House Democrats propose removal of ‘racial intolerance’ statues from Capitol
Move comes as nation grapples with racial injustice highlighted by recent police killings of Black people.
Corrected, Nov. 10 |The draft House fiscal 2021 Legislative Branch spending bill released Monday would order the removal from the Capitol statues of Confederates and others “with unambiguous records of racial intolerance,” including John C. Calhoun and Roger B. Taney, according to a summary.
The draft text of a $4.2 billion bill, which calls for the Architect of the Capitol to remove statues with ties to the nation’s racist past, comes as the country grapples with racial injustice highlighted by recent police killings of Black people, including George Floyd.
Speaker Nancy Pelosi in June called for the removal of Confederate statues in the National Statuary Hall Collection. Such statues and busts would be returned to their home states. The California Democrat recently removed the portraits of former House speakers who served in the Confederacy.
Calhoun was vice president in two administrations and a senator from South Carolina. Though he died in 1850, before the inception of the Confederate States of America, he established its world view, according to Carole Emberton, an associate history professor at the State University of New York at Buffalo. A statue of Calhoun is in the Statuary Hall collection.
A bust of Taney, who as the chief justice of the Supreme Court issued the Dred Scott decision in 1857, is also in the Capitol.
The proposed total for House and joint operations with the Senate is $207 million more than enacted for the current fiscal year, according to the summary from the House Appropriations Committee. The bill does not include Senate-only spending, which will be incorporated later in the appropriations process.
The Legislative Branch Appropriations Subcommittee is scheduled to mark up the bill on Tuesday.
Budgets for individual member offices, called the Members Representational Allowance, would see a $25 million boost over the current fiscal year to $640 million. This pool of money goes to staffer salaries, office supplies and other office expenses. House committees would get a $3 million increase to $162.8 million.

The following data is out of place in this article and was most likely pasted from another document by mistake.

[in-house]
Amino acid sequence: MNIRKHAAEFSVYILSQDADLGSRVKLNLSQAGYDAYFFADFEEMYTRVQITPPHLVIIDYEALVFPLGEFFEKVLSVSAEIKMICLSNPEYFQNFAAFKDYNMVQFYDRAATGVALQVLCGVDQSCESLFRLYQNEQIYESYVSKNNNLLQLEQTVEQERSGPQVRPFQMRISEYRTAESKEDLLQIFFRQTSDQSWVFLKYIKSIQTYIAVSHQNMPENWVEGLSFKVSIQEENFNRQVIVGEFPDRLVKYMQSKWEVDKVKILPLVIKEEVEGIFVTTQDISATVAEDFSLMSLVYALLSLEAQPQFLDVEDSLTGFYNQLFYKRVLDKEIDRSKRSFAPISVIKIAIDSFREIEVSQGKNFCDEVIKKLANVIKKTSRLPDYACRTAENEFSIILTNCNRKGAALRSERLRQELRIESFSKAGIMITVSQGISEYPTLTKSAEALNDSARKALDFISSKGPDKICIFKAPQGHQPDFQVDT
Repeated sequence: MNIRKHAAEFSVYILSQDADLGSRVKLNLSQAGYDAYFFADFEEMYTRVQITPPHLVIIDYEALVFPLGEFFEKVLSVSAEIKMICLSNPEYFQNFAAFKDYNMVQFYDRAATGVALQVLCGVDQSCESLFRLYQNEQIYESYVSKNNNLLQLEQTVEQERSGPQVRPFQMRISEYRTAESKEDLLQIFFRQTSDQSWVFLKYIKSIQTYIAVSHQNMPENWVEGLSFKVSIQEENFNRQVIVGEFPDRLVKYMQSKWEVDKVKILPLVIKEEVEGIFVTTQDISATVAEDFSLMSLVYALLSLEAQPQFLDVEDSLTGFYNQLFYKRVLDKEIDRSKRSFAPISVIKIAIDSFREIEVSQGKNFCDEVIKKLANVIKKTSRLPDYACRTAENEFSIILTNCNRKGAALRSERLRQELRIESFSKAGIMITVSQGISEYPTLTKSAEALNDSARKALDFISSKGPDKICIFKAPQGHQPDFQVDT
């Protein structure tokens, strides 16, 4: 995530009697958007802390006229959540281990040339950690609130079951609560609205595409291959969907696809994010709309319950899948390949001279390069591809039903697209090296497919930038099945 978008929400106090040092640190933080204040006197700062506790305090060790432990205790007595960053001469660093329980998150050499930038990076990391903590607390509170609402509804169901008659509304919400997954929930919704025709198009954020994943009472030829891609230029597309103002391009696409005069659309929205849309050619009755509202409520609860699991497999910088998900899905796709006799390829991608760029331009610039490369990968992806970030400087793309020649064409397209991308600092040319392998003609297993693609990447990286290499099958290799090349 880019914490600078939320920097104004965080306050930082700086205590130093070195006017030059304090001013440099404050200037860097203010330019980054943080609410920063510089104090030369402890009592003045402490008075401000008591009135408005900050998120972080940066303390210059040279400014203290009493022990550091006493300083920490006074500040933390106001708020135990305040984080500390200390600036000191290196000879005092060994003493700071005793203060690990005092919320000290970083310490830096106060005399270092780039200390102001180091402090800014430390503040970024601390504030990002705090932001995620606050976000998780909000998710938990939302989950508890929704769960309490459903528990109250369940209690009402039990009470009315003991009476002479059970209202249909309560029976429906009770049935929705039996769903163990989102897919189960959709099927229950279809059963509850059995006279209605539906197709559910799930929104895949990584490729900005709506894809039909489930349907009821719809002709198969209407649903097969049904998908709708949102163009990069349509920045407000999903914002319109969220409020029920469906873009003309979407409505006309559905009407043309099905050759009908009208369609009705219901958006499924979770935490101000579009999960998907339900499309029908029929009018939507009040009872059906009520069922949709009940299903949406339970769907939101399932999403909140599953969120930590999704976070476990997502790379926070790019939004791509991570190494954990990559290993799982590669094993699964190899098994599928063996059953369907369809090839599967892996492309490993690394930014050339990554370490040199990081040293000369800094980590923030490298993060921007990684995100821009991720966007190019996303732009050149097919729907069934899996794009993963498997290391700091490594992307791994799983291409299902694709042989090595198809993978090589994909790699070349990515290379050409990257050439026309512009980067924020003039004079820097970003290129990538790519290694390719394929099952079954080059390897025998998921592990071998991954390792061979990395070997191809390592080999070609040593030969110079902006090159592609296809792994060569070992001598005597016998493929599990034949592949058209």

The bill would not include a pay increase for lawmakers, however. House Democrats last year included a proposed raise in their draft Legislative Branch bill, which would have been the first raise since 2009, but left it out of the enacted bill in the face of member opposition.
Under the fiscal 2021 spending measure, young people who are enrolled in the Deferred Action for Childhood Arrivals, or DACA, program would be allowed to work in Congress. Interns would still get paid with an allocation of $11.4 million for those employees.
The Capitol Police would see its funding remain level at $464 million. It would be pressed to adopt more transparency measures, according to Rep. Tim Ryan, D-Ohio, chairman of the Legislative Branch Appropriations Subcommittee.
Although not specifically included in the bill text, increased scrutiny of the Capitol Police is included in the forthcoming committee report, said Evan Hollander, communications director for the Appropriations Committee.
“The report directs the Capitol Police to review [inspector general] reports to determine what can be made public, and urges them to create a FOIA-like system to improve transparency,” Hollander said in an email. “The Committee also urged Capitol police to explain their jurisdiction and how they work with MPD. Finally, to improve accountability, we require reports on diversity in the ranks and racial profiling by the force.”
The Capitol Police, as a part of Congress, is exempt from Freedom of Information Act records requests. Lawmakers have raised concerns about that lack of transparency but have not yet proposed mandating that it comply with the law.
A House Modernization Initiatives Account would be established for $2 million in order to promote administrative efficiencies and expand technologies in the chamber.
The Office of Diversity & Inclusion would receive $1.5 million, an increase of $500,000 above enacted levels.
Other funding levels include:
- The Government Accountability Office would receive $664.3 million, $34.3 million over the 2020 level.
- The Architect of the Capitol would get $631.3 million, an increase of $31.8 million.
- The Library of Congress would get $752.8 million, an increase of $27.4 million.
- The Congressional Budget Office would get $57.3 million, an increase of $2.4 million.
- The Government Publishing Office would get about $117 million, largely unchanged with enacted levels.
Correction: This report has been corrected to reflect the total proposed appropriations for the Government Publishing Office.